This report is the work of the consultation meeting held in Oxford, United Kingdom, on 10-11 April 1989. We are very grateful for the advice provided by the participants in the meeting chaired by Sir Richard Doll. The representation of the International Labour Organization, the International Commission on Occupational Health, the International Federation of Chemical, Energy and General Workers' Union, and the Finnish Institute of Occupational Health in this WHO meeting requires special acknowledgement.

Dr. Thomas K. Ng
Acting Chief
Office of Occupational Health
WHO, Geneva 1989

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INTRODUCTION

Opening the meeting on behalf of the Director-General, Dr Hiroshi Nakajima, Dr. Thomas Ng, Acting Chief, WHO Office of Occupational Health, pointed out that many countries, particularly those in the developing world, were looking for guidance in establishing occupational exposure limits for asbestos, in order to ratify the ILO Asbestos Convention (No. 162).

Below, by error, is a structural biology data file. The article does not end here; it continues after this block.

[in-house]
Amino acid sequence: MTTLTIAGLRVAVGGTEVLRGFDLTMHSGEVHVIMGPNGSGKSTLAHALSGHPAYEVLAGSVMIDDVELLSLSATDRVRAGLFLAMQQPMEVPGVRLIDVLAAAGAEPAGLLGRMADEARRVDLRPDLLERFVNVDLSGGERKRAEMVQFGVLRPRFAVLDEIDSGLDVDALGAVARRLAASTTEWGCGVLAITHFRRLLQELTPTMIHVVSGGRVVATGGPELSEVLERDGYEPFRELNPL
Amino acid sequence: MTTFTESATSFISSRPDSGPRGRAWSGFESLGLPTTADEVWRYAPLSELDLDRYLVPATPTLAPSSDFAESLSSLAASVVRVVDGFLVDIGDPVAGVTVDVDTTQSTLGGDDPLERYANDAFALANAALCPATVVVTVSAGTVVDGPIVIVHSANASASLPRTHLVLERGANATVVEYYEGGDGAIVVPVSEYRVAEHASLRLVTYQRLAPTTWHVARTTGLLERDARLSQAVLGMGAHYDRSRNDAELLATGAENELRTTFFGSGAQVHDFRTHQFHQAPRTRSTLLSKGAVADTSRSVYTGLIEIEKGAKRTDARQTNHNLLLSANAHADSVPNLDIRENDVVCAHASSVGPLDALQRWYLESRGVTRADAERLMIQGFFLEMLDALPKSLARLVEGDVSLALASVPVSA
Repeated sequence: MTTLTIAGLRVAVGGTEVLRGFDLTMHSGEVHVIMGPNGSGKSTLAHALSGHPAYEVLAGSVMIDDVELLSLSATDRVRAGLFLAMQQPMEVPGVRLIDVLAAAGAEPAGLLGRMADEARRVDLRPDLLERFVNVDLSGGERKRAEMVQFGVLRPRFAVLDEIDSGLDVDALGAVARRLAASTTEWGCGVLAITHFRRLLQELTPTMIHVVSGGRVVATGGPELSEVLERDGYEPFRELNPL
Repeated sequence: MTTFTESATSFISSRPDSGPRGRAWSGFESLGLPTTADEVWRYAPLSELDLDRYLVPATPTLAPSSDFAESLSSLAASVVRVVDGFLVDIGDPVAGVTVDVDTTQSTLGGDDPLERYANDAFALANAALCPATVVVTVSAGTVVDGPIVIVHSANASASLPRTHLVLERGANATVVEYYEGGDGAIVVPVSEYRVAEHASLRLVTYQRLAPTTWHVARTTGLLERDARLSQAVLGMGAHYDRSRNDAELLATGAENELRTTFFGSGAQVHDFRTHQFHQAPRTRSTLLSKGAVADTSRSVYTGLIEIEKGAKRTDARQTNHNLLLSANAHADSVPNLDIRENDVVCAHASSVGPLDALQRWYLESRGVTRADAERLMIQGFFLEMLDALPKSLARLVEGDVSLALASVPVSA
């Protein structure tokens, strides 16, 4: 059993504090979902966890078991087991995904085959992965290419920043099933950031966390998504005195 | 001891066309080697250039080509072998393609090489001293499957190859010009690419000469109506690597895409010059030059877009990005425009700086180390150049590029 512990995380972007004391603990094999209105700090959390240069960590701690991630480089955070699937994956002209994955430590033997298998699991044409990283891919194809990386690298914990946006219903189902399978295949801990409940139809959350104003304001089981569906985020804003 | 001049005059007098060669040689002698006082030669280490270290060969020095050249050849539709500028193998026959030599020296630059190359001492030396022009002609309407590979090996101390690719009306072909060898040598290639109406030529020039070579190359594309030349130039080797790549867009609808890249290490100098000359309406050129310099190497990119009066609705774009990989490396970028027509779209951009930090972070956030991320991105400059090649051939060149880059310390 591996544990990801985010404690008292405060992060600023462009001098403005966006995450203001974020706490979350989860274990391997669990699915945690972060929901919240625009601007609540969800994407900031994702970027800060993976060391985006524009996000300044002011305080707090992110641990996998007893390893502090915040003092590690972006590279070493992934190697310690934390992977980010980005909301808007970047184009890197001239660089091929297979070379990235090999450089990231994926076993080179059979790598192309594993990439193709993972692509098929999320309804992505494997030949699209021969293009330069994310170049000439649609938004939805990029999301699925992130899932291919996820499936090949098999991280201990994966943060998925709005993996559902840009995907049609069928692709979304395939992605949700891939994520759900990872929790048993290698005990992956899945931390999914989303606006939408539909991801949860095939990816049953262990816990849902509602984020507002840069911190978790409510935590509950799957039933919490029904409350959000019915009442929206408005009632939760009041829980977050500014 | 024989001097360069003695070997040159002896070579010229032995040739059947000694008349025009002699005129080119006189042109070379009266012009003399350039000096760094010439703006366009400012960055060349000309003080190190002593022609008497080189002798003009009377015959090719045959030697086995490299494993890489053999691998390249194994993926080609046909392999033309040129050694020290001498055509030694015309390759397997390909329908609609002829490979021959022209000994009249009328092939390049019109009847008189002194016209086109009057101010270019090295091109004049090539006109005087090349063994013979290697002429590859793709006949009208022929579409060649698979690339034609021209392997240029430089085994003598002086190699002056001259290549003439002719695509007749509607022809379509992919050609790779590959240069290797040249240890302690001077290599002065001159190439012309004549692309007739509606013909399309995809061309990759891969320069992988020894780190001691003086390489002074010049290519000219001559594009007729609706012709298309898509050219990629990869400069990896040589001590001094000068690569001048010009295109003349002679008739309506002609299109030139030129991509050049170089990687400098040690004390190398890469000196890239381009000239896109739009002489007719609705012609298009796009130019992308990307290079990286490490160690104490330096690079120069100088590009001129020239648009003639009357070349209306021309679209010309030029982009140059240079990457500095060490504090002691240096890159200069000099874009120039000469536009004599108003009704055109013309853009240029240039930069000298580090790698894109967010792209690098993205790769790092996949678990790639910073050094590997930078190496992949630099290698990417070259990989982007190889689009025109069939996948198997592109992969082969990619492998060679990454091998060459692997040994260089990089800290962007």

The meeting began by reviewing the two special background papers, prepared by Professor N.J. Gardner and Dr. R. Murray. After proposing certain modifications, the meeting recommended the publication of these two papers as annexes to the report.

In the course of the review, the meeting prepared a summary of the evidence on the adverse health effects of exposure to asbestos. Recognizing the problems and limitations of current scientific evidence and methodology, the meeting concluded that despite more than 30 years of research, the evidence was still insufficient to make a definite statement that there was a level of exposure to asbestos below which there was no risk.